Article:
Another 2021 study published in the Journal of Psychiatric Research investigated the impact of RSD on medication adherence in children and adolescents with ADHD. The study found that RSD was associated with poorer medication adherence and greater symptom severity. The researchers suggested that addressing RSD in ADHD treatment plans may improve medication adherence and overall outcomes.


Coping with RSD

Coping with RSD can be challenging, but there are strategies that individuals with ADHD can use to manage their symptoms.

Here are our five top tips for coping with RSD:

  1. Seek therapy: Talking to a mental health professional can help individuals with ADHD learn how to recognise their RSD triggers and develop coping strategies to manage their symptoms. Cognitive-behavioural therapy (CBT) is a common approach that can help individuals learn how to challenge negative thoughts and reframe their perceptions of rejection.
  2. Practice mindfulness: Mindfulness meditation and other mindfulness practices can help individuals with ADHD become more aware of their thoughts and emotions. This awareness can help them recognise when they are experiencing RSD and take steps to manage their symptoms before they become overwhelming.
  3. Build a support network: Having a supportive group of friends, family members, or peers who understand ADHD and RSD can be incredibly helpful. They can provide emotional support and practical assistance when needed and serve as a sounding board for coping strategies.
  4. Learn healthy coping mechanisms: Exercise, creative expression, and other healthy coping mechanisms can help individuals with ADHD manage their emotions and stress levels. These activities can provide an outlet for pent-up emotions and help individuals feel more in control of their lives.
  5. Educate yourself: Understanding ADHD and RSD can help individuals feel more in control of their symptoms. Reading books, watching videos, and attending support groups can all provide valuable information and resources for managing RSD.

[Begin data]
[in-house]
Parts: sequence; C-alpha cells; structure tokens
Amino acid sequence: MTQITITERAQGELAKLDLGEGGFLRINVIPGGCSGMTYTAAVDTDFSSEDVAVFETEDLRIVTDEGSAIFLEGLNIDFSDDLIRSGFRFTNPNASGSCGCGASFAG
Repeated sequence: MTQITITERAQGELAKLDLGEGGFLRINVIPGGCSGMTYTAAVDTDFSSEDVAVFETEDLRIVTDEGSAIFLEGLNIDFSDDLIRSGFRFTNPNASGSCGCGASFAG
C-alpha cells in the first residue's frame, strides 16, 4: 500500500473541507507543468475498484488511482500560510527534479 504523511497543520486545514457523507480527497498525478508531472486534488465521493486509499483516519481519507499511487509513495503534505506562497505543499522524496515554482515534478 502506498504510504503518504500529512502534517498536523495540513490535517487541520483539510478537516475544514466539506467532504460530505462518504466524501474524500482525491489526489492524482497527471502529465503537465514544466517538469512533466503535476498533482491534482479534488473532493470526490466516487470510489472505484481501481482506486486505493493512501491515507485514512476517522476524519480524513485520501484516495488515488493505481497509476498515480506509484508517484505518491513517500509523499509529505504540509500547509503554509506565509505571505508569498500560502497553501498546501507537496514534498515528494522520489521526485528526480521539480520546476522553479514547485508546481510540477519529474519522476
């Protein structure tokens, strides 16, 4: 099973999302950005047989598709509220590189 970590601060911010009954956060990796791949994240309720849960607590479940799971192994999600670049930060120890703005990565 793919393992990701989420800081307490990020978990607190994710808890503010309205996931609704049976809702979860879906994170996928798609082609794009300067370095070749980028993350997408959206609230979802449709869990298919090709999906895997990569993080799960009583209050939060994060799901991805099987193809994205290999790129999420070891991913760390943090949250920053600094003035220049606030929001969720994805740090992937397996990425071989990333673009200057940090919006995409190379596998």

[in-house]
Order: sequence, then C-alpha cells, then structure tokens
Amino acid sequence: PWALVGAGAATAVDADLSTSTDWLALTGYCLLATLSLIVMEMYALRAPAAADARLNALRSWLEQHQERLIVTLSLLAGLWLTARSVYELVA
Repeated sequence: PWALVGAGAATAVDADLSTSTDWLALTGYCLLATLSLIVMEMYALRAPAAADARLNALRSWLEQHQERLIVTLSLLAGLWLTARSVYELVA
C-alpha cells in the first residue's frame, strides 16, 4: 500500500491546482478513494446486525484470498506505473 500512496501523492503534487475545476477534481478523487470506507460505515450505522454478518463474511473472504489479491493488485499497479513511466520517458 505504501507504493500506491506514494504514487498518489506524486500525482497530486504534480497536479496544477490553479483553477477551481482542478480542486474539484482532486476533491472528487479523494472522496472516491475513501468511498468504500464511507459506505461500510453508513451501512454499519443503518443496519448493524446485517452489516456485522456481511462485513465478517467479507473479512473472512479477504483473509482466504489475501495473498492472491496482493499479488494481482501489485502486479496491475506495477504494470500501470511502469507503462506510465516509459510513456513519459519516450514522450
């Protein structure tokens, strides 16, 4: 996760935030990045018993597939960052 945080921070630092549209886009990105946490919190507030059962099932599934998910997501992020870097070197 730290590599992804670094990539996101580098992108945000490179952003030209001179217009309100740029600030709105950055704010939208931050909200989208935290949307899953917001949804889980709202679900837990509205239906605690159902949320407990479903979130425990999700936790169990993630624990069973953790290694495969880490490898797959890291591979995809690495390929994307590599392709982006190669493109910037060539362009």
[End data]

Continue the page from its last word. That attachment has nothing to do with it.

RSD is a significant symptom of ADHD that can have profound effects on individuals' emotional, social, academic, and professional functioning. People with ADHD may benefit from assessment and treatment of RSD to improve their quality of life and treatment outcomes. Recent research in the UK has highlighted the importance of addressing RSD in ADHD diagnosis and treatment plans, and further research in this area is needed to fully understand the nature and impact of RSD on people.

Coping with RSD can be challenging, but seeking therapy, practicing mindfulness, building a support network, learning healthy coping mechanisms, and educating yourself about ADHD and RSD can all be helpful strategies. With the right support and resources, individuals with ADHD can learn to manage their RSD symptoms and lead fulfilling lives.



Dodson, W. (2021). Recognizing and Managing Rejection Sensitive Dysphoria. Attitude Magazine. Retrieved from

Jacobson, L. A., Murphy-Bowman, S. C., Pritchard, A. E., Tart-Zelvin, A., & Zabel, T. A. (2019). The Rejection Sensitivity Index: An evaluation in ADHD adults. Journal of Attention Disorders, 23(1), 55-65.

Mikami, A. Y., & Hinshaw, S. P. (2006). Resilient adolescent adjustment among girls: Buffers of childhood peer rejection and attention-deficit/hyperactivity disorder. Journal of Abnormal Child Psychology, 34(6), 823-837.